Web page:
In the world of citizen science, air quality and water quality are hot topics. Urban planners, medical researchers and residents are seeking data to better understand the problems of climate change and pollution. A recent post by the Baltimore Sun highlighted the efforts of a group building their own air quality monitors to understand the city’s heat island issue. In the case of Baltimore Open Air, it really does take a village—there are climate change researchers, engineers, and some newly trained technicians from Civic Works. Of course my curiosity was focused on the monitors, so I decided to reach out to the team behind the project. Luckily they found time in between studies and soldering to give me some answers.
Why did you decide to create the monitor? Was there something specific to Baltimore you were checking?
We created our monitor—which we’re calling a WeatherCube—because we’re interested in understanding how air quality varies throughout the Greater Baltimore region. While local air quality has been improving in recent years, the Baltimore area currently has a non-attainment status from the EPA (meaning that we have exceeded the legal limits for what is considered healthy) for two key pollutants: ozone and sulfur dioxide. Like many areas in America, we’re only monitored by a few air quality monitoring stations, because while regulatory-grade air quality monitoring stations are incredibly accurate they’re also very very expensive. Being able to map air quality with better spatial resolution, even with some loss of measurement resolution, can better help us understand how our air varies within cities, how much pollution is where, and ultimately understand how this may affect our health.
Were you inspired by an existing open source environmental monitor?
Before beginning this project our team lead, Anna Scott, looked at a lot of personal air quality monitors on the market, but couldn’t find anything that fit her need for an affordable, outdoor-ready device with aspirated temperature and humidity measurement and capable of measuring what the EPA calls “criteria air pollutants” (such as sulfur dioxide and ozone). And while the indoor air quality monitoring market gives consumers a lot of options, the inner workings and performance benchmarks of most commercial devices aren’t well-documented publicly. Anna began talking with team member Chris Kelley, who builds low-cost, open-source water quality monitoring platforms, about an air quality monitoring collaboration that would be fully open in design and data sharing.
What parts did you use for your monitor?
The WeatherCube uses an ATMega328P (the same chip an Arduino Uno uses) as its main microprocessor, and also uses an ESP8266 for wifi connectivity. Its main circuit board has 128Kb of external EEPROM for storing readings in between data transmissions, and an MCP79412 real-time clock with battery backup. A separate analog signal processing board uses four LMP91000 analog front-end chips, each dedicated to a different SPEC air quality sensor (O3, NO2, SO2, H2S are measured). The analog signals are buffered and then measured with an ADS1115 analog-to-digital converter. This board also contains two temperature/humidity sensors, the SHT31 and the HDC1080, which are placed side-by-side for measurement comparison and redundancy. An additional circuit board with an SHT31 sensor and air intake slots is placed in the fan-aspirated (2510 fan) air intake column at the base of the device, to compare internal and external environmental conditions. These three boards were designed by Chris for the WeatherCube project. A solar panel, a battery, and a solar charging board are used for power management.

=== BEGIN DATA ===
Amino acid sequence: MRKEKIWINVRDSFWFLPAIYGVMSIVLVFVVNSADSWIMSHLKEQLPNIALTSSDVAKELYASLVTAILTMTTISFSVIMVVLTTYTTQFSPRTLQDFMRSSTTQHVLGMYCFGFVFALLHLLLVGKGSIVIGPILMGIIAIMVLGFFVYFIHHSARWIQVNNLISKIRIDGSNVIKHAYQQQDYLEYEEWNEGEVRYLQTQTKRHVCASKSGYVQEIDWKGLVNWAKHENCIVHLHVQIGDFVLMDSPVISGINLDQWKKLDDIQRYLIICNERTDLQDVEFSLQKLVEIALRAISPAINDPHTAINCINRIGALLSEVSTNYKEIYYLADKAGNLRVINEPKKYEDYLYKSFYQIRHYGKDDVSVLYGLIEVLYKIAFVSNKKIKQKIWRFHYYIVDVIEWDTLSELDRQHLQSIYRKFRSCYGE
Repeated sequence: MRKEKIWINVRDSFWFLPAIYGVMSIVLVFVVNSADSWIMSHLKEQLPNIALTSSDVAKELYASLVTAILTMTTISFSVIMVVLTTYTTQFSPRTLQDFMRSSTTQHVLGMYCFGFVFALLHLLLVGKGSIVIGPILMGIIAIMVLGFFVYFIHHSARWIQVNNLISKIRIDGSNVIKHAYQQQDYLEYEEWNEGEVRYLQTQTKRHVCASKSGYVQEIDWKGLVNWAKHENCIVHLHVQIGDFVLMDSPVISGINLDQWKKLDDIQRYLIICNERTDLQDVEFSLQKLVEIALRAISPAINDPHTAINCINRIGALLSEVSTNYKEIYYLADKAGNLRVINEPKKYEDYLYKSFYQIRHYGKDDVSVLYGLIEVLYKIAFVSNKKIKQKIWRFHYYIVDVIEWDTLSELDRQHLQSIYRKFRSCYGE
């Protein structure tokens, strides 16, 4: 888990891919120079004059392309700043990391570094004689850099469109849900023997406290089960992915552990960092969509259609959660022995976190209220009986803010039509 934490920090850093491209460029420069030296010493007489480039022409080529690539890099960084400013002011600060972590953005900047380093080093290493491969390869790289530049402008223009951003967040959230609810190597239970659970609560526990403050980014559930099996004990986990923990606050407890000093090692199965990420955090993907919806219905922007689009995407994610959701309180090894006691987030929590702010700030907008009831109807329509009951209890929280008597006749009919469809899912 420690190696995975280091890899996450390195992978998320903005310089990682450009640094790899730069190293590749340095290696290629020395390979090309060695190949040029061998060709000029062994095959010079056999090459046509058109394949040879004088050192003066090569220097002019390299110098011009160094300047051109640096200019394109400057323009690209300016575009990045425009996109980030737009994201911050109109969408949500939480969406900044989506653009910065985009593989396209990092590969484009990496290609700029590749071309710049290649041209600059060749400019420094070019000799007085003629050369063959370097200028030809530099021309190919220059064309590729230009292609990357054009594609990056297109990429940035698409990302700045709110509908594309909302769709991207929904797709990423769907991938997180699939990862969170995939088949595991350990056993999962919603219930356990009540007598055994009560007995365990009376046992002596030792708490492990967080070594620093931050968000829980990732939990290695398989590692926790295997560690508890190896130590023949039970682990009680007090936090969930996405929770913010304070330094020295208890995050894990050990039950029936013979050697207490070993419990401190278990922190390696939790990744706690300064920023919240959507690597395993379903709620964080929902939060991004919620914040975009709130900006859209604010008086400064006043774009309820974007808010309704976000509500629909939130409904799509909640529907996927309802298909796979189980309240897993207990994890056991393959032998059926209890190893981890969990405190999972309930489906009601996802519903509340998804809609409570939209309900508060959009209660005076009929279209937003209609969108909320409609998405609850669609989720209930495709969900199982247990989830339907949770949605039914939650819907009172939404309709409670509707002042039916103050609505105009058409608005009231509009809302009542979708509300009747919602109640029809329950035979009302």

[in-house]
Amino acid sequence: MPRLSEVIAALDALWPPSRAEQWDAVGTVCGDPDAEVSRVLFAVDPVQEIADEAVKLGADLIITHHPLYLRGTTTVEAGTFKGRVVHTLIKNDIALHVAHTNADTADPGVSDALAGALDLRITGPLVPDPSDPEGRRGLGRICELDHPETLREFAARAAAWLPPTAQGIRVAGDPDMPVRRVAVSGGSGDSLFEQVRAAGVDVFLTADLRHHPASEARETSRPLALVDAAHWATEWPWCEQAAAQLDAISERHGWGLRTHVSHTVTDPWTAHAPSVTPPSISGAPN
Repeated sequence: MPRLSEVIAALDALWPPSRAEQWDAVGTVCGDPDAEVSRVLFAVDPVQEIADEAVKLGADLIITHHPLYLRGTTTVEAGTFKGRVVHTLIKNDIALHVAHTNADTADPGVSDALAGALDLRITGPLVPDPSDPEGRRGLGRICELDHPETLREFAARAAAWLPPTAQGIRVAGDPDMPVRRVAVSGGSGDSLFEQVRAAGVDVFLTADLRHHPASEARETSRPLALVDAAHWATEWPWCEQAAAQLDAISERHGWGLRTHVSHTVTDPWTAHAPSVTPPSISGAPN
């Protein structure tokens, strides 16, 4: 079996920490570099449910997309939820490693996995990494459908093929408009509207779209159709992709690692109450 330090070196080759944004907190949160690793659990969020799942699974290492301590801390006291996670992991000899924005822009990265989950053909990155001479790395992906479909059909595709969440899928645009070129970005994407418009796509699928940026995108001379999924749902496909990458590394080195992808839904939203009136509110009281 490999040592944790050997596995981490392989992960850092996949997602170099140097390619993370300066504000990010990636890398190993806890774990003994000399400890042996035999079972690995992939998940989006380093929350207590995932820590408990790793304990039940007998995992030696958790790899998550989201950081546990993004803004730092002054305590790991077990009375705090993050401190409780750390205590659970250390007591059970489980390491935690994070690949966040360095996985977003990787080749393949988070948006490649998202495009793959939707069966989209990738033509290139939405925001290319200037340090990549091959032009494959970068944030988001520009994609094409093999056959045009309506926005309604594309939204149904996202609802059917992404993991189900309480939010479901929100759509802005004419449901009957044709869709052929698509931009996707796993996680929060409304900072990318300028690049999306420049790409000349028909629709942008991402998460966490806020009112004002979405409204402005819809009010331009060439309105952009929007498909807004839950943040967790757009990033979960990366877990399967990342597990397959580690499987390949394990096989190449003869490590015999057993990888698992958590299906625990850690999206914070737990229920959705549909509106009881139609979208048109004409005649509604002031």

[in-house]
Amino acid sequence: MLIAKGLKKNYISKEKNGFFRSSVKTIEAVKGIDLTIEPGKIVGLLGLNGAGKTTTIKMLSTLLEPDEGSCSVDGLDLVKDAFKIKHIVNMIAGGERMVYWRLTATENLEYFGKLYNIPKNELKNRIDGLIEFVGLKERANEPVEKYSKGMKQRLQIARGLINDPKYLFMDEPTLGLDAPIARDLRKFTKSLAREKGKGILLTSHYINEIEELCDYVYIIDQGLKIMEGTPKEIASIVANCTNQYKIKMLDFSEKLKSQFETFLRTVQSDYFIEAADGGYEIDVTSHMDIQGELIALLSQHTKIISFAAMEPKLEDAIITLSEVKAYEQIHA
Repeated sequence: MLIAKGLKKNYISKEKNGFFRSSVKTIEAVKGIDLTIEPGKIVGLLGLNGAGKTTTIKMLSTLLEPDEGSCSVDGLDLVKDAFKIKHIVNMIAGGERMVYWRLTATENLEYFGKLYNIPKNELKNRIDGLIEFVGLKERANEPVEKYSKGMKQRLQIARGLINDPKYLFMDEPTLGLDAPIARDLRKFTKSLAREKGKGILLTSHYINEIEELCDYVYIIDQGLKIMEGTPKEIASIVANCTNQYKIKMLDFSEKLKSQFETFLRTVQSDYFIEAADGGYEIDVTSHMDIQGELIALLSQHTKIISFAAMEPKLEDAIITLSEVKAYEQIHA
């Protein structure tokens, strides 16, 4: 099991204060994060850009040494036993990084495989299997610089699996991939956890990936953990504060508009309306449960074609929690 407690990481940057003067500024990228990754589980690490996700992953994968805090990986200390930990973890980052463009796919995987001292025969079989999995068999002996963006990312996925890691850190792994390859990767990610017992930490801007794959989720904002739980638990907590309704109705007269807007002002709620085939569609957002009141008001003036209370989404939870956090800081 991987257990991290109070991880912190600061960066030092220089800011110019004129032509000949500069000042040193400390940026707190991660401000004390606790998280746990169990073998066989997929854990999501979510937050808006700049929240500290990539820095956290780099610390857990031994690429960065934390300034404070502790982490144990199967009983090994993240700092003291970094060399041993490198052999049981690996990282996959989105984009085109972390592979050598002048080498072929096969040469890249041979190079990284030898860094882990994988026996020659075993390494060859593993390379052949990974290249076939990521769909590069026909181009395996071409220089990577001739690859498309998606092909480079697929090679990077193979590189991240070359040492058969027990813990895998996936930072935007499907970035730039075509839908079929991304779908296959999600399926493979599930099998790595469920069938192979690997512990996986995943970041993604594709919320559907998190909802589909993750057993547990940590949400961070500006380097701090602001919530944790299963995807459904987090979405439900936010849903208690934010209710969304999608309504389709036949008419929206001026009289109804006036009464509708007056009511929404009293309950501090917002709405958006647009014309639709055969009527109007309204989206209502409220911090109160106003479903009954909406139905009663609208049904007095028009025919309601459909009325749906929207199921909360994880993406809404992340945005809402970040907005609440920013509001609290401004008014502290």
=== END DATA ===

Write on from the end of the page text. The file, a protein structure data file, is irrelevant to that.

What were some of the challenges you faced?
It was challenging for us to do development at this scale. We’re set up in a garage-scale lab and had only previously done small orders with hand-assembled circuit boards and cases. Handling this project at scale, under budget, and within our time frame meant procuring tens of thousands of components from a dozen different vendors, coordinating timelines for multiple service providers, and building a contract labor team to handle final assembly and testing. There was definitely a learning curve, but we eventually got the hang of the logistics, and we’re on track to get the first batch of 250 WeatherCubes made and deployed this summer.
What is your hope for the communities you are serving?
We hope that this project can in the short term help residents understand local air quality levels, and use that to make decisions that can better their health. For example, if you have asthma and walk to work or the bus, is there a route you can take that reduces how much pollution you’re inhaling? Maybe there’s a park nearby that you didn’t think to go to which has lower pollution levels. Many Baltimoreans bike to work and would be happy to take a different route if it meant breathing in less pollution; hopefully in a few weeks to months we’ll have the information that can help me make that decision. In the long term, depending on the results, we hope that we can use this project to support sound policy decision making that helps make our city cleaner and healthier for all.
The team at Baltimore Open Air sounds excited, and they will soon have results as they deploy their monitors in September. This is all a nice connection to research first done by Anna for the Urban Heat Island Sensors project for the Office of Sustainability. As for the folks at Civic Works, creating jobs that lead to a green economy just makes sense. I’m giving a big shout out to the team—Anna Scott, Chris Kelley, Dr. Yan Azdou, Dr. Ramya Ambikapathi, Anne Draddy, Kristin Baja and John Ciekot. A big congrats to the new technicians and may Arduino always be in your favor!
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